The post spawned an online debate with hundreds of comments. Some sprang to his defense. “Leon I support you (…) and know you wouldn’t hurt a fly if you didn’t intend to,” wrote one commenter. Others piled onto him. “WOMEN’S BODIES ARE NOT EXPERIMENTS FOR YOUR LEADERSHIP LEARNING PROCESS,” one alleged victim wrote to Feingold.
TRD reached out to several of Feingold’s critics and to alleged victims, but they all declined to comment or did not respond. A spokesperson for Open Love New York (OLNY) confirmed that Feingold is no longer a member of the group’s leadership and that the alleged predator “was banned from OLNY for complaints about his behavior that were investigated and verified.”
On Saturday, Feingold published another Facebook post announcing his resignations and acknowledging that he “screwed up big time” and has “a lot to apologize and atone for.”
Some of Feingold’s defenders pointed out that he has had a difficult year. In October 2016, Feingold got engaged. About a week after the engagement his fiancee was diagnosed with terminal cancer. She died in March. Prior to her death the couple founded the charity Church of Good Deeds, which has raised $51,796 from 769 donors as of Tuesday.
A former pitcher for the State University of New York Albany, Feingold played professional baseball in the minor leagues and also in Israel (which earned him a snarky blog post on Deadspin). The 44-year-old New York native runs the small Manhattan residential brokerage Masonic Realty.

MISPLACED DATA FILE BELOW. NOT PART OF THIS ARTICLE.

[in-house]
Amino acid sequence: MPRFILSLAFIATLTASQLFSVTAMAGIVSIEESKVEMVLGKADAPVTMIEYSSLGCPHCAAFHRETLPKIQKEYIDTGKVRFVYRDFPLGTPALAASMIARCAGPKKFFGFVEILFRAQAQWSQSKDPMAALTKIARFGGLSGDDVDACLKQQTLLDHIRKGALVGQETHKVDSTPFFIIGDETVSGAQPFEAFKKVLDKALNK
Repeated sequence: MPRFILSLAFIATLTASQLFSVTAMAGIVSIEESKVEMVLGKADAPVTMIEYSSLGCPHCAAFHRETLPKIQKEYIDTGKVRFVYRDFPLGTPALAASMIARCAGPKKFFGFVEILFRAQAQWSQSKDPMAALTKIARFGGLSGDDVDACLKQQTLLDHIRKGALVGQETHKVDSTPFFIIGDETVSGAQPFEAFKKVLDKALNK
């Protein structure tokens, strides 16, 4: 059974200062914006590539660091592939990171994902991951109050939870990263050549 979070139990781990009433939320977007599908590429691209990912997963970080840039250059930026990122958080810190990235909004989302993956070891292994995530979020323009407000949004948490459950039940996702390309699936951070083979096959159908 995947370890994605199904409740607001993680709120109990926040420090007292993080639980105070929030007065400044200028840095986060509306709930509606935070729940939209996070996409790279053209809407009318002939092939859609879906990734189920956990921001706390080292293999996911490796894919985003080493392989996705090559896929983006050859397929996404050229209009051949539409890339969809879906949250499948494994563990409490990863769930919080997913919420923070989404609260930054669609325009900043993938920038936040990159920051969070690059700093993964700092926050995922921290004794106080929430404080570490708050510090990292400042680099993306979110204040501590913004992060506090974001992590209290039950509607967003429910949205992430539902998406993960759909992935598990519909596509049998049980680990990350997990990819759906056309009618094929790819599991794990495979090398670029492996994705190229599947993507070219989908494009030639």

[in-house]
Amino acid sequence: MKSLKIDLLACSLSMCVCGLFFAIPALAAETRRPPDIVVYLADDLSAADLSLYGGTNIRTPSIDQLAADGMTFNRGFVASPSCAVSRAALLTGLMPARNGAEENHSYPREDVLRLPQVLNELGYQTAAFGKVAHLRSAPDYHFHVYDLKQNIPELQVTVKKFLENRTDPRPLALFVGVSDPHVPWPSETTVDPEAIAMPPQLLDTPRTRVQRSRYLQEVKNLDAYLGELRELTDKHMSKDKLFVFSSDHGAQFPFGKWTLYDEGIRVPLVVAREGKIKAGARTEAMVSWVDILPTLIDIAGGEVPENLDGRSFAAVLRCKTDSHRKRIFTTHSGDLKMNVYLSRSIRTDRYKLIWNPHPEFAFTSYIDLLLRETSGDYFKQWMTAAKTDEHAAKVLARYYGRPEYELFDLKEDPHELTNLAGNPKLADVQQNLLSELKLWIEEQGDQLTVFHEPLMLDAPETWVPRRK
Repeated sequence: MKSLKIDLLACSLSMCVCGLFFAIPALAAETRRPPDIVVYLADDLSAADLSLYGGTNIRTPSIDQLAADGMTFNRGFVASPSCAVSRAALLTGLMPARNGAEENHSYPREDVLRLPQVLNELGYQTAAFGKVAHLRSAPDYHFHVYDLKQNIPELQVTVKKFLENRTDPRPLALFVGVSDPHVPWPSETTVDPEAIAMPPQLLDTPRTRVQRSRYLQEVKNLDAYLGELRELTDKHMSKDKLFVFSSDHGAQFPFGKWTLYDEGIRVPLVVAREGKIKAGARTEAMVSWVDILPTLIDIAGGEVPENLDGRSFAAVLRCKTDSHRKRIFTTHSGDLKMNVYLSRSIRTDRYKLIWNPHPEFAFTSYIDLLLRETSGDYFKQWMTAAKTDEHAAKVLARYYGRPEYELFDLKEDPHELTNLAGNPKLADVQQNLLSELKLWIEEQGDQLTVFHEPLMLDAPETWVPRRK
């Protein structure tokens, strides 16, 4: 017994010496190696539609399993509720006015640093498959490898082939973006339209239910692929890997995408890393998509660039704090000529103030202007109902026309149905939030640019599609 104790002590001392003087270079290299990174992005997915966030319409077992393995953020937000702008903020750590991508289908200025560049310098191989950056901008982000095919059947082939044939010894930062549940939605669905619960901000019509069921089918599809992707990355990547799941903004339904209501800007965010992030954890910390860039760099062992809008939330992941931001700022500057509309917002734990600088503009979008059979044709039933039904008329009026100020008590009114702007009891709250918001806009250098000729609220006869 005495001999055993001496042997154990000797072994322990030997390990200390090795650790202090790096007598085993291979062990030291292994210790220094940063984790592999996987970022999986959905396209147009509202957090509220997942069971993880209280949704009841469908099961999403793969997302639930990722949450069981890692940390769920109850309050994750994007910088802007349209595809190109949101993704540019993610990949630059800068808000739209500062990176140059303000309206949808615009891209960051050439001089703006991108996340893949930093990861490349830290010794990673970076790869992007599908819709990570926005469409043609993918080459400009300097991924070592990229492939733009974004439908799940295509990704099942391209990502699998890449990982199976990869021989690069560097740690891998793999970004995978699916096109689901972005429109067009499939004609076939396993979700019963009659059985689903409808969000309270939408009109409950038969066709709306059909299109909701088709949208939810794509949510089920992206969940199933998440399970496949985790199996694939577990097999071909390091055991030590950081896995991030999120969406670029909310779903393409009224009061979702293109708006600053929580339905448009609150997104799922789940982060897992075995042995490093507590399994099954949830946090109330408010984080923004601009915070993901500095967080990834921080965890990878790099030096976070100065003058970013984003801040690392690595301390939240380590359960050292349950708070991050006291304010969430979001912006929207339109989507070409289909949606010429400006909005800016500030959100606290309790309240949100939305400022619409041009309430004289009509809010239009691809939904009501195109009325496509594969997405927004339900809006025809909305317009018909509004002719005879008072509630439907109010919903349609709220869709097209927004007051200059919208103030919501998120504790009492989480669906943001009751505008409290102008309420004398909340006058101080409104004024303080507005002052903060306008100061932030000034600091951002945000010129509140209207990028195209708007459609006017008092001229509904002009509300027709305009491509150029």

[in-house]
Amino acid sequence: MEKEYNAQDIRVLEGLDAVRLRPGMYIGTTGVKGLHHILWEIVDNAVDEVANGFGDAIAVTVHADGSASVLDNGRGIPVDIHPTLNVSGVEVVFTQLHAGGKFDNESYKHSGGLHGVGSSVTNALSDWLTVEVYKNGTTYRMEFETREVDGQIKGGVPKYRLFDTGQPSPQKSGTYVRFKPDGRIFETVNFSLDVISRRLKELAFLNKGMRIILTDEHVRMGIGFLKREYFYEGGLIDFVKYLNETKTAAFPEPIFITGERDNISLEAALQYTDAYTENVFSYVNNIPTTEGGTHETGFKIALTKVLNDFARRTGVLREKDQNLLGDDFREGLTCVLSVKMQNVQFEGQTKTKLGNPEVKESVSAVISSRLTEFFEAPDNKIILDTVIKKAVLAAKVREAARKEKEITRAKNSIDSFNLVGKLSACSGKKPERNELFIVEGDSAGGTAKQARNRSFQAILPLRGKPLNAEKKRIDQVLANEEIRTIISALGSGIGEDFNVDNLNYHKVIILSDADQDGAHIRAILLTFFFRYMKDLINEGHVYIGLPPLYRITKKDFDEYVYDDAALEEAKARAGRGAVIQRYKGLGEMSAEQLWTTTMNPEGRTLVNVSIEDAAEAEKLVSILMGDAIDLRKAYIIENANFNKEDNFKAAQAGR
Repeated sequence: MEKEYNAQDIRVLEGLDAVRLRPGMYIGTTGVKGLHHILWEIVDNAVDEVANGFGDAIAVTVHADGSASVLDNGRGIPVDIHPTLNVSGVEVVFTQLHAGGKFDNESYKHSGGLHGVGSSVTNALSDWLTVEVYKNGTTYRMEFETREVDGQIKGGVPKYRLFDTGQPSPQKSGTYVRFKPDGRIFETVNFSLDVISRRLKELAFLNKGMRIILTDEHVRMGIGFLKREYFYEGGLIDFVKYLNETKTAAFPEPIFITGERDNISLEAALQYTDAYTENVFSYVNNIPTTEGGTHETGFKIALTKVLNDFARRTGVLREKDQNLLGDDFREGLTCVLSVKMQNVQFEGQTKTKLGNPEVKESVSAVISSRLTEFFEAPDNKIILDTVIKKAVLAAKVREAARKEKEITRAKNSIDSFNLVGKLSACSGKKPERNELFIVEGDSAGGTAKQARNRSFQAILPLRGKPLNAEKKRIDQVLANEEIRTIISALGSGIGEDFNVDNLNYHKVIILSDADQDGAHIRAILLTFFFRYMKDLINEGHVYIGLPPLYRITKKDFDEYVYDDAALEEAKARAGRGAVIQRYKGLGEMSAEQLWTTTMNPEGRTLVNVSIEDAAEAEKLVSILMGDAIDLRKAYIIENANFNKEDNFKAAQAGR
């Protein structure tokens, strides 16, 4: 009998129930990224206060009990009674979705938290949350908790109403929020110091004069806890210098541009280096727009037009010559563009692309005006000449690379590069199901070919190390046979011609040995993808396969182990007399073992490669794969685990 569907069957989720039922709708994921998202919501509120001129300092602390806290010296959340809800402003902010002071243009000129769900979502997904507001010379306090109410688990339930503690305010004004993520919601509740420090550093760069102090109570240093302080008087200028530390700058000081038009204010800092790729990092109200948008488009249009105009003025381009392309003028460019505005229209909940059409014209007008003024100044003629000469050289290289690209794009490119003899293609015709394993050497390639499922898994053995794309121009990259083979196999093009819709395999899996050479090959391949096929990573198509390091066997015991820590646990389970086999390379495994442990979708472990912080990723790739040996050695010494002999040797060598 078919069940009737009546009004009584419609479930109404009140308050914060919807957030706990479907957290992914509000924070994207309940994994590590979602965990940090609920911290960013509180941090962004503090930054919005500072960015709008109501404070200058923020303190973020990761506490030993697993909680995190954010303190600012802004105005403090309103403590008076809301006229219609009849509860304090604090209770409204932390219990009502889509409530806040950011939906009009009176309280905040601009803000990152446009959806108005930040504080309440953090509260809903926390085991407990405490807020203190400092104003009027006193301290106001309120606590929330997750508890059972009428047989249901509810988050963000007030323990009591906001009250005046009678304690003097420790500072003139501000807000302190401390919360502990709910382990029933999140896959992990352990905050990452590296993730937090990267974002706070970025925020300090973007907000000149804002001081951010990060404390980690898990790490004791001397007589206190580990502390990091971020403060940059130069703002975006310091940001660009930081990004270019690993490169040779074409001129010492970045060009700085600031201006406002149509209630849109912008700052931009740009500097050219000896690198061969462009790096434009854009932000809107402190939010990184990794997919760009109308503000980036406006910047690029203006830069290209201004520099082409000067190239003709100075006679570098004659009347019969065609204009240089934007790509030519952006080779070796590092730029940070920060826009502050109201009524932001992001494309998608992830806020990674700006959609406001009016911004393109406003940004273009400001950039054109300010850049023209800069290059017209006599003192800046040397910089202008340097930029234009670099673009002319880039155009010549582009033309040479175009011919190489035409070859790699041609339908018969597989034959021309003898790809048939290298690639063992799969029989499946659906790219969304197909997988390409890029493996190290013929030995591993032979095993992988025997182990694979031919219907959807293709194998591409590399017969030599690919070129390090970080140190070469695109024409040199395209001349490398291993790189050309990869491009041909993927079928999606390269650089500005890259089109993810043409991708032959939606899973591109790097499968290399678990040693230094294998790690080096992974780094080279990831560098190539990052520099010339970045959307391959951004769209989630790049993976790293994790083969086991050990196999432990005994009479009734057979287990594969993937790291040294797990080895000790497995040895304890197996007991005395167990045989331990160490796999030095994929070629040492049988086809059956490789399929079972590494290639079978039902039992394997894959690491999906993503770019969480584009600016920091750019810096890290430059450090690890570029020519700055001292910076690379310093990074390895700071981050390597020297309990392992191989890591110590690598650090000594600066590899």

The company appears to be a one-man show. StreetEasy shows seven apartment sales and 34 rental deals with Feingold as listing agent — mostly small apartments in Manhattan. It currently has one active listing, according to StreetEasy: a one-bedroom apartment on West 72nd Street asking $679,000.
He is best known for being a public face of New York’s polyamory movement.
In 2015, he held a TED talk explaining the polyamorous lifestyle. It has since clocked more than 80,000 views on YouTube. That same year New York magazine published an interview with Feingold titled “What it’s like to be a polyamorous genius.” “You know, there’s this thing called ‘New York single.’ Unless you’ve had ‘the conversation,’ you assume people are seeing other people,” he told the magazine. “So, nobody had a problem because we never discussed exclusivity. Everyone I was dating had something to offer. Some were gorgeous. Some were smart. Some were fun. Some were really intriguing. Some liked to go to certain parties. So seeing so many people triggered so many parts of my brain and I was really happy with it.”
Fratty website Brobible published a summary of the interview under the headline “Meet the guy with 168 IQ who dates up to a dozen women once — but only for their minds.” Feingold also made an appearance in the HBO documentary “Americans in Bed.”
He popped up in the tabloids as the real estate broker of the 15-bedroom “Hacienda Villa” in Bushwick, a house for polyamorous tenants. “It’s not a sex-fest. It’s not a place to come and get your freak on,” he told the New York Daily News in 2015. “It’s a place to come home to.”
The alleged perpetrator, who is also a licensed real estate broker, declined to comment.